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Plymtree Manor

A Grade II* Listed Building in Plymtree, Devon

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Latitude: 50.8183 / 50°49'5"N

Longitude: -3.3376 / 3°20'15"W

OS Eastings: 305866

OS Northings: 102939

OS Grid: ST058029

Mapcode National: GBR LQ.XN8Q

Mapcode Global: FRA 36WX.ZFY

Entry Name: Plymtree Manor

Listing Date: 22 February 1955

Last Amended: 24 October 1988

Grade: II*

Source: Historic England

Source ID: 1098129

English Heritage Legacy ID: 86887

Location: Plymtree, East Devon, Devon, EX15

County: Devon

District: East Devon

Civil Parish: Plymtree

Traditional County: Devon

Lieutenancy Area (Ceremonial County): Devon

Church of England Parish: Plymtree St John the Baptist

Church of England Diocese: Exeter

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Listing Text

ST 00 SE
3/131 Plymtree Manor (previously listed
as Hayne House)

Former manor house. Early C18, partly rebuilt and enlarged in the late C19
renovated in 1987. The front part is hand-made local red brick laid to Flemish bond
with Beerstone ashlar detail (some replaced with Caen stone), the rear is late C19
Flemish bond brick including some decorative burnt headers; brick stacks and
chimneyshafts, the old ones with stone ashlar coping; slate roof.
Plan: large double depth plan house facing east. The principal rooms are those 3
at the front. The end rooms have end stacks and the larger central room, the
entrance hall, has 2 fireplaces from axial stacks each end. Kitchen, services and
main stair in the rear section. Here too are end stacks and an axial stack. A
lower L-plan service wing is attached to the left (south) end and it has faces to
rear. In fact only the front part of the main block is original. There is a brick
axial wall between the front and back rooms which includes some blocked rear
windows. It is not clear where the original stairs, kitchen and services were
situated. The front faces onto a raised terrace. It is 2 storeys with attics and a
cellar. The rear is 2 storeys with a basement, the service wing is 2 storeys, its
ground floor at basement level.
Exterior: good early C18 front has a symmetrical 2:3:2-window front of early C18
18-pane sashes with ellipitcal arch heads to the top sashes and flat glazing bars
(some are replacements from 1987). Central doorway contains C19 double doors but
the doorframe and overlight is probably early C18. The stone doorcase includes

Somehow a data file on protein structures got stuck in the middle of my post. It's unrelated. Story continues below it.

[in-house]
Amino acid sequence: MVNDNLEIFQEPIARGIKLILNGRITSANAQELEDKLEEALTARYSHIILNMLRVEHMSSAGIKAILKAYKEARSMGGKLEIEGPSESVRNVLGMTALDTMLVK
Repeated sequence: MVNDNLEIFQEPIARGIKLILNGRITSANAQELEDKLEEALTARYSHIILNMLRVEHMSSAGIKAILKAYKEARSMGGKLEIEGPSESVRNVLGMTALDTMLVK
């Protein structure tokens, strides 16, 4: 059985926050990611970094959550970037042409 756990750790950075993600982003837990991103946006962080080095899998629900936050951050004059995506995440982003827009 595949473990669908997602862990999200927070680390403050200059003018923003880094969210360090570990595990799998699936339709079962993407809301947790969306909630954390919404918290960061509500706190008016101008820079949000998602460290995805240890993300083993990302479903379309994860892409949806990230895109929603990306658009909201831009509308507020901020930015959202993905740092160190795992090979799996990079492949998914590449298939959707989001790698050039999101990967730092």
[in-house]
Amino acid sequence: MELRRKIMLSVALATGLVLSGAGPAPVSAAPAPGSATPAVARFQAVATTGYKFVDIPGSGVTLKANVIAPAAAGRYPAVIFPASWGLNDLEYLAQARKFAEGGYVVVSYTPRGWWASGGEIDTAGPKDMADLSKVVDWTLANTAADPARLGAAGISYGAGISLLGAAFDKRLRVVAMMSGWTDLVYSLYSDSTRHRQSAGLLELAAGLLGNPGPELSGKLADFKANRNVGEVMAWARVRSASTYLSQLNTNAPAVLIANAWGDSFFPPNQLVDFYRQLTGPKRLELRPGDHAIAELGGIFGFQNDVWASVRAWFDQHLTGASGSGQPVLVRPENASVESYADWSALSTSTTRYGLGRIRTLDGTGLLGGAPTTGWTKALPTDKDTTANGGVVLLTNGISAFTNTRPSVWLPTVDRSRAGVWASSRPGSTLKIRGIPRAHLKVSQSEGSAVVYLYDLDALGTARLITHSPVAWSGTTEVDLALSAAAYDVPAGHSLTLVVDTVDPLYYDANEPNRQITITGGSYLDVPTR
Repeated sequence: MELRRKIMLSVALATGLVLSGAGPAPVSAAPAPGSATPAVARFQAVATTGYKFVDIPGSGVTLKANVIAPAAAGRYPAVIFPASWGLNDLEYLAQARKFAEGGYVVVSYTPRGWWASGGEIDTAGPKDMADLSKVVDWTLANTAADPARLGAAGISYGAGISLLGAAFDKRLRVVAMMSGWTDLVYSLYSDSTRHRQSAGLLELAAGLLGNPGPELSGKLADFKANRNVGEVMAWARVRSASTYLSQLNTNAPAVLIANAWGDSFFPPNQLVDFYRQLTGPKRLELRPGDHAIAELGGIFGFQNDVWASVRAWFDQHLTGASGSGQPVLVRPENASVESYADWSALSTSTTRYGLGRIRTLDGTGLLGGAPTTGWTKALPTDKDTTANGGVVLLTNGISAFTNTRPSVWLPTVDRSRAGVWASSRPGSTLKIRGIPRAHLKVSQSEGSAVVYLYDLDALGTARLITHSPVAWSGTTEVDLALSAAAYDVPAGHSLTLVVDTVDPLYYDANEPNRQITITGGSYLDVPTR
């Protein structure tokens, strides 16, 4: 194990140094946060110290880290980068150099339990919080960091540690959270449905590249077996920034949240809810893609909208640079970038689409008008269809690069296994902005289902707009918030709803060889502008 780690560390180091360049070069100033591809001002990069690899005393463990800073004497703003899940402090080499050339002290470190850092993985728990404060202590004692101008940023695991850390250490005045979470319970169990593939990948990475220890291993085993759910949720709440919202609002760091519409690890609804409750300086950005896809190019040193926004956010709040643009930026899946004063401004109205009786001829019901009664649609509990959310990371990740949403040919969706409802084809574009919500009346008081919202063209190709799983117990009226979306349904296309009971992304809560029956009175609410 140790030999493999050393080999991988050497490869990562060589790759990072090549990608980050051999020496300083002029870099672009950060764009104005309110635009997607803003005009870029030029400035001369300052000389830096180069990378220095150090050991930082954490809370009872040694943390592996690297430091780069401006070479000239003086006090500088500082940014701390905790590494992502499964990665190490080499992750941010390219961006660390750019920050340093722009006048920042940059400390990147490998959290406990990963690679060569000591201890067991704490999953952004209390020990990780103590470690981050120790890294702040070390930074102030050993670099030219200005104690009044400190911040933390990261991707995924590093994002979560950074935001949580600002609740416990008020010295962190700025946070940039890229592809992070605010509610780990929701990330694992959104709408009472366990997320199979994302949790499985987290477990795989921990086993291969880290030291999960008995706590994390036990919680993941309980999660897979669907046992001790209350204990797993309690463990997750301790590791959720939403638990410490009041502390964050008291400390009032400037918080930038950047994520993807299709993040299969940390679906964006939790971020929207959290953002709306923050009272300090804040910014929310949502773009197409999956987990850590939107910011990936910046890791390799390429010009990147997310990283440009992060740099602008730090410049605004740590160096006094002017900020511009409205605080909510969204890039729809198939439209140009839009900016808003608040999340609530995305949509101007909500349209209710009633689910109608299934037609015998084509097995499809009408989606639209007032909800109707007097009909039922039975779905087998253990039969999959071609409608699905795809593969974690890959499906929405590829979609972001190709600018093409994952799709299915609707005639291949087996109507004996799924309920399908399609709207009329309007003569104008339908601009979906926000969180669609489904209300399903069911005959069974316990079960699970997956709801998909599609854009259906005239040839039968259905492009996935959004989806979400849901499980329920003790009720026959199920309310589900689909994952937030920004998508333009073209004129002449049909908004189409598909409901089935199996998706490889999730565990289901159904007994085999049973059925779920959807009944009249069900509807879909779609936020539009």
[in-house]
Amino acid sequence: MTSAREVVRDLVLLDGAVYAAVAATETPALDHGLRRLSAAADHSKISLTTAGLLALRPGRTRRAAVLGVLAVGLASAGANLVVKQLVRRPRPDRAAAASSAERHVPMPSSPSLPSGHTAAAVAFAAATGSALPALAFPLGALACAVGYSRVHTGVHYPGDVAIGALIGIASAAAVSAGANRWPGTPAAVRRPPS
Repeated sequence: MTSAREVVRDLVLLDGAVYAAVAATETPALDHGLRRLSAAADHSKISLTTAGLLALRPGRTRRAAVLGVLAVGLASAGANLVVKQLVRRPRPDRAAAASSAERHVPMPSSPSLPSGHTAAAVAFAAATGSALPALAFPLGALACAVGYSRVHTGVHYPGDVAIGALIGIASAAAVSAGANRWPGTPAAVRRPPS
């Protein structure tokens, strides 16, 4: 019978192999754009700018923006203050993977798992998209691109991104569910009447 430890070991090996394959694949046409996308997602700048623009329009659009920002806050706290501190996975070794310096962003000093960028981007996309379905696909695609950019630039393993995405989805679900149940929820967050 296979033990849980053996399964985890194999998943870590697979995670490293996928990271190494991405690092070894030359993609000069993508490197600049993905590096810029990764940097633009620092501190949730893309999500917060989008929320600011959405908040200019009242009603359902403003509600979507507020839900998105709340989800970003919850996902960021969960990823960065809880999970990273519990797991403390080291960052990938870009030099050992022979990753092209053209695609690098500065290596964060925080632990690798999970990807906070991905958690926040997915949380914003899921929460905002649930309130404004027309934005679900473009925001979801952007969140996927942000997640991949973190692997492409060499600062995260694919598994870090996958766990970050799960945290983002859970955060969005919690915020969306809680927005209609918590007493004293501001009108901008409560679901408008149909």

Corinthian pilasters and the moulded entablature includes a carved coat of arms,
probably that of the Harwood family. The front is divided into 3 bays by stone
ashlar giant Corinthian orders and there are ashlar quoins each end. There is a
moulded eaves cornice and 3 attic dormers. The roof is hipped both ends. On the
right end the front part is in the same style as the front with a 2-window front,
the rear windows are blind. Behind is a late C19 2-storey brick porch containing
round-headed sashes and a panelled door with fanlight. The left end also has a 2-
window front but here the rear windows are smaller and all have segmental brick
arches over. The ground drops here and there is a cellar door with a 2-light window
with chamfered mullion. The late C19 rear elevation is in late C17 -early C18 style
with mullion-and-transom windows but also including a large 25-pane sash to the
stairs. The gables each end contain oculus windows. There appears to have been a
pent roof against the wall at basement level. One still remains this side of the
service wing which contains C20 casements with glazing bars.
Interior: the original cellar has a brick segmental vaulted roof. Original
features are preserved in the front part of the main block. All three ground floor
front rooms have moulded cornices. The left room has bolection-moulded
chimneypiece. The right room has the remains of similar large field panelling. The
first floor right chamber has a good C19 ornamental plaster cornice. The original
roof is a fine piece of carpentry; oak tie beam trusses, the principal with curved
cruck-like feet, sprocketted eaves and pegged mortise-and-tenoned collars. The
carpenter's assembly marks were made with red wax crayon. The rest of the joinery
and carpentry is late C19.
The early C18 front is very impressive and most unusual for Devon. Edwin S. Chalk
researches report that the house was built for the Harward family who held the manor
for three centuries and that it had been "recently finished in the same style by the
owner Mr. Leon."
Source: Edwin S. Chalk, Early Brick Buildings in Devon and Cornwall, Devon and
Cornwall Notes and Queries, No 22, part 1 (1920 - 21) pp 54 - 55.

Listing NGR: ST0586602939

This text is from the original listing, and may not necessarily reflect the current setting of the building.

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